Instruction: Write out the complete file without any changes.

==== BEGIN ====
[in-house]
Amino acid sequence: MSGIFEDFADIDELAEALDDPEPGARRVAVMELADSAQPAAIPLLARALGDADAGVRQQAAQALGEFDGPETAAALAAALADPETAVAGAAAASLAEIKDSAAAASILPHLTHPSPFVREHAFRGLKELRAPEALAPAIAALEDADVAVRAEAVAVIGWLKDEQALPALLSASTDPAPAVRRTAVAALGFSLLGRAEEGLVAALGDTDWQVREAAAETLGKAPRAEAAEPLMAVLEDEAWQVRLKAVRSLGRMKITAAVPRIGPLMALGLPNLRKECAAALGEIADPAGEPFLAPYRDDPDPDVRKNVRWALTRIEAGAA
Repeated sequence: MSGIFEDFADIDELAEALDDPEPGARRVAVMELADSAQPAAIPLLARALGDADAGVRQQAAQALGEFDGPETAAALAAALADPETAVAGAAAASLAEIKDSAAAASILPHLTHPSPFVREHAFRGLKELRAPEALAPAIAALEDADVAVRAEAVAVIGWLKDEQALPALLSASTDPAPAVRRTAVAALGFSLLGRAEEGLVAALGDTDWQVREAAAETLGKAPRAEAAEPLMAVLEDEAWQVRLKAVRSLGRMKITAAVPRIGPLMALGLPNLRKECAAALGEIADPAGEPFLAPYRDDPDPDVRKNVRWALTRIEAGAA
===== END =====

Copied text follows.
[in-house]
Amino acid sequence: MSGIFEDFADIDELAEALDDPEPGARRVAVMELADSAQPAAIPLLARALGDADAGVRQQAAQALGEFDGPETAAALAAALADPETAVAGAAAASLAEIKDSAAAASILPHLTHPSPFVREHAFRGLKELRAPEALAPAIAALEDADVAVRAEAVAVIGWLKDEQALPALLSASTDPAPAVRRTAVAALGFSLLGRAEEGLVAALGDTDWQVREAAAETLGKAPRAEAAEPLMAVLEDEAWQVRLKAVRSLGRMKITAAVPRIGPLMALGLPNLRKECAAALGEIADPAGEPFLAPYRDDPDPDVRKNVRWALTRIEAGAA
Repeated sequence: MSGIFEDFADIDELAEALDDPEPGARRVAVMELADSAQPAAIPLLARALGDADAGVRQQAAQALGEFDGPETAAALAAALADPETAVAGAAAASLAEIKDSAAAASILPHLTHPSPFVREHAFRGLKELRAPEALAPAIAALEDADVAVRAEAVAVIGWLKDEQALPALLSASTDPAPAVRRTAVAALGFSLLGRAEEGLVAALGDTDWQVREAAAETLGKAPRAEAAEPLMAVLEDEAWQVRLKAVRSLGRMKITAAVPRIGPLMALGLPNLRKECAAALGEIADPAGEPFLAPYRDDPDPDVRKNVRWALTRIEAGAA